Is it a book? Is it photography? Is it a three-dimensional work of art? However legitimate these questions might be, the hybrid nature of many of his projects was key to Lothar Wolleh. These projects reflect his sheer joy in artistic experimentation and intensive exchange with like-minded artists across Europe.
In terms of reproducibility, photography has quite a lot in common with a distinct twentieth-century invention: the multiple, a signed and numbered work of art issued in an edition. Just as several prints can be made from one photo negative, thereby making it impossible to speak of an ‘original’, so do multiples exist by virtue of their seriality. Bringing such different media together in elaborate cassettes––photography, multiples, graphic works as well as the written word––played a central role in Lothar Wolleh’s artistic conception.
French Nouveau Réaliste Jean Tinguely seems to have invented the term ‘multiple’ around 1955. For many artists of the post-war avant-gardes, the multiple embodied a new order. Due to its relative affordability and accessibility, the multiple was thought to represent a highly democratic stance. And it is precisely this aspect that appealed to Lothar Wolleh, who – including among his artist friends –attained the status of a tireless promoter of the arts.
Hybrid and collaborative editions
Uecker. Eine Dokumentation von Lothar Wolleh from 1970–’71 was Lothar Wolleh’s first published collaborative project, bringing together different media. Distinctly multiform in character, the cassette contains a book featuring photographs by Lothar Wolleh and graphic prints by Zero artist Günther Uecker, three etchings, an embossed print and a lithograph. The linen-covered cassette, pierced with a large nail––an iconic Uecker ‘trademark’ - emphasizes the object - related nature of the project. It was a quality that Lothar Wolleh highly valued, including in relation to his own photography, and that would characterize later projects.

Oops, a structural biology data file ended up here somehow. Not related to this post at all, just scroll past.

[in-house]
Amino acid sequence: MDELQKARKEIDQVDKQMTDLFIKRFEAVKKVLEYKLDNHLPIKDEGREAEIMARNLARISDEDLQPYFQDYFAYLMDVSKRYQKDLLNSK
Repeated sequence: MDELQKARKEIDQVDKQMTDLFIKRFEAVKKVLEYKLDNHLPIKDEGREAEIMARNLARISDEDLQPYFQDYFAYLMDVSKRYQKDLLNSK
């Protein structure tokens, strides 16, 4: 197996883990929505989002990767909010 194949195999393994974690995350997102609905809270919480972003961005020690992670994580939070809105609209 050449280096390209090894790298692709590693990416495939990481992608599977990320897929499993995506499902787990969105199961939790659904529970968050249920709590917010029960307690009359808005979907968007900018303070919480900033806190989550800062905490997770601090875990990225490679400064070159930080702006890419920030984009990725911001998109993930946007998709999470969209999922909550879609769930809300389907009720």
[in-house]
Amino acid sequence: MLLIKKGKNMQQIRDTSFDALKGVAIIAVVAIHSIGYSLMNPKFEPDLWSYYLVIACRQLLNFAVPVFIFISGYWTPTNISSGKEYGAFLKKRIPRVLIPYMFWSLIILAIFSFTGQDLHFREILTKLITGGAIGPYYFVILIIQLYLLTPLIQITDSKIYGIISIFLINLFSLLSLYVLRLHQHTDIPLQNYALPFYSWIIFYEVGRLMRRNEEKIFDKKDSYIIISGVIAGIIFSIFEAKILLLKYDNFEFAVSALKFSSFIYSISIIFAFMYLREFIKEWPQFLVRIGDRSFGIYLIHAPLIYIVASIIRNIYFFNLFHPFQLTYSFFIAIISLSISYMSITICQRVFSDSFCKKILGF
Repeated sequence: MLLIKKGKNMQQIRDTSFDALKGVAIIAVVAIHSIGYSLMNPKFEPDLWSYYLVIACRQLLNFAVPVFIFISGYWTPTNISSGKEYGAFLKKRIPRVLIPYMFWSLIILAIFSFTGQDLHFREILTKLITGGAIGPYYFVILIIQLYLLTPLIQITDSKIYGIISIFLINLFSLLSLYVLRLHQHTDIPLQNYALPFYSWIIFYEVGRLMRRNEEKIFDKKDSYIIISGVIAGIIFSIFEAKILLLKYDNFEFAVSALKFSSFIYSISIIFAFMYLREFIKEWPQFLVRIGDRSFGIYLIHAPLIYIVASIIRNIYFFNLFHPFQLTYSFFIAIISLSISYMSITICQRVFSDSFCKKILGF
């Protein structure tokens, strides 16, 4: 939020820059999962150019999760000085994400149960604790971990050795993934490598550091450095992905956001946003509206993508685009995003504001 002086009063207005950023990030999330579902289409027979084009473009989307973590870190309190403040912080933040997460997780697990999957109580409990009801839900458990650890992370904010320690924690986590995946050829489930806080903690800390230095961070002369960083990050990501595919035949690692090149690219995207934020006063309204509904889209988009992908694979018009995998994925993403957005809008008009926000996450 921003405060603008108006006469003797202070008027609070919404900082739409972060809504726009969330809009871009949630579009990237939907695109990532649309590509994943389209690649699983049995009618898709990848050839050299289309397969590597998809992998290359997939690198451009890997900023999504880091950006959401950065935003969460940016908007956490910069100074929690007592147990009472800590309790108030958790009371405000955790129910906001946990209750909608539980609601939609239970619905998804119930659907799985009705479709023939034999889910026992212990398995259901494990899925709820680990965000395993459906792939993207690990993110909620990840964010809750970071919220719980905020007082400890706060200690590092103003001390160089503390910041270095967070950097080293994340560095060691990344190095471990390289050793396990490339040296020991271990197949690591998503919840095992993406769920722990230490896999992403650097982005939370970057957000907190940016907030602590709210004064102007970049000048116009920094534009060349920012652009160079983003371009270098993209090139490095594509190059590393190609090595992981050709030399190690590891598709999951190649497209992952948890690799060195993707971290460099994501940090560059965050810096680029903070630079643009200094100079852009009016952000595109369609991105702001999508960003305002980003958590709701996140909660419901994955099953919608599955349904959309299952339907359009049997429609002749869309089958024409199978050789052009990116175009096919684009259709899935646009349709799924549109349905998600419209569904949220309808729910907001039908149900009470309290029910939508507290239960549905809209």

In 1971, Wolleh initiated the folio Art Scene Düsseldorf, portraying his artist-friends from the larger Düsseldorf region. The portraits were issued in an elaborate cassette, including artworks in an edition. Several collaborative projects were to follow the Art Scene Düsseldorf-publication, with Lucio Fontana, Joseph Beuys, Jan Schoonhoven and the group of the Nouveaux Réalistes, among them the spiritual father of the multiple, Jean Tinguely. Projects such as these reflect both the innovative character of Wolleh’s artistic practice and the range and importance of his network.